The territorial demarcation problem is concerned with articulating the criteria that suitably demarcate between two classes of sentences, those that are empirically significant and those that are not. However, it is not controversial to conclude that philosophical folklore holds that demarcationism is dead. The death of demarcationism, however, has been greatly exaggerated; I show that this obituary was premature by examining the most popular autopsies for demarcationism. I then set out two proposed demarcation criteria and explain why a misidentification of the purpose and aims of these demarcation criteria leads to an unmotivated rejection of both.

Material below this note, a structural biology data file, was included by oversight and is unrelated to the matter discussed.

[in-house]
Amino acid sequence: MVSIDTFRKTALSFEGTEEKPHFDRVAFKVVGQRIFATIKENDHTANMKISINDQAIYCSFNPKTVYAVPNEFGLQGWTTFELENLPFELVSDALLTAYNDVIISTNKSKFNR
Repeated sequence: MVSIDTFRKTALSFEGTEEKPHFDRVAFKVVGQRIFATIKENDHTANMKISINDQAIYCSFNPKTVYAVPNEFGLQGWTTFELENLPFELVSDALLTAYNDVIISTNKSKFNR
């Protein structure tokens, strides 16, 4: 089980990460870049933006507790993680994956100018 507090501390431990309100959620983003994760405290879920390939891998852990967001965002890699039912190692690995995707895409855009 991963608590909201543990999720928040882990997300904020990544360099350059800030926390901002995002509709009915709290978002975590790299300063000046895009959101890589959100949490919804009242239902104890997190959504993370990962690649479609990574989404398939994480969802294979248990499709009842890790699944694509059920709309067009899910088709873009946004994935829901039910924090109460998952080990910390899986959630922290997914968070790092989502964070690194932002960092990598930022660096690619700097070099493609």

A previous version of this talk was presented at the Triennial International Conference of the Italian Society for Logic and the Philosophy of Science at University of Bologna on Aug 23, 2017. The website is available here.
Another version of this talk was presented at the Nordic Network for Philosophy of Science at University of Copenhagen on April 19, 2017. The website is available here.
A later version of this talk was presented at the Advanced Research Seminar at King’s College London.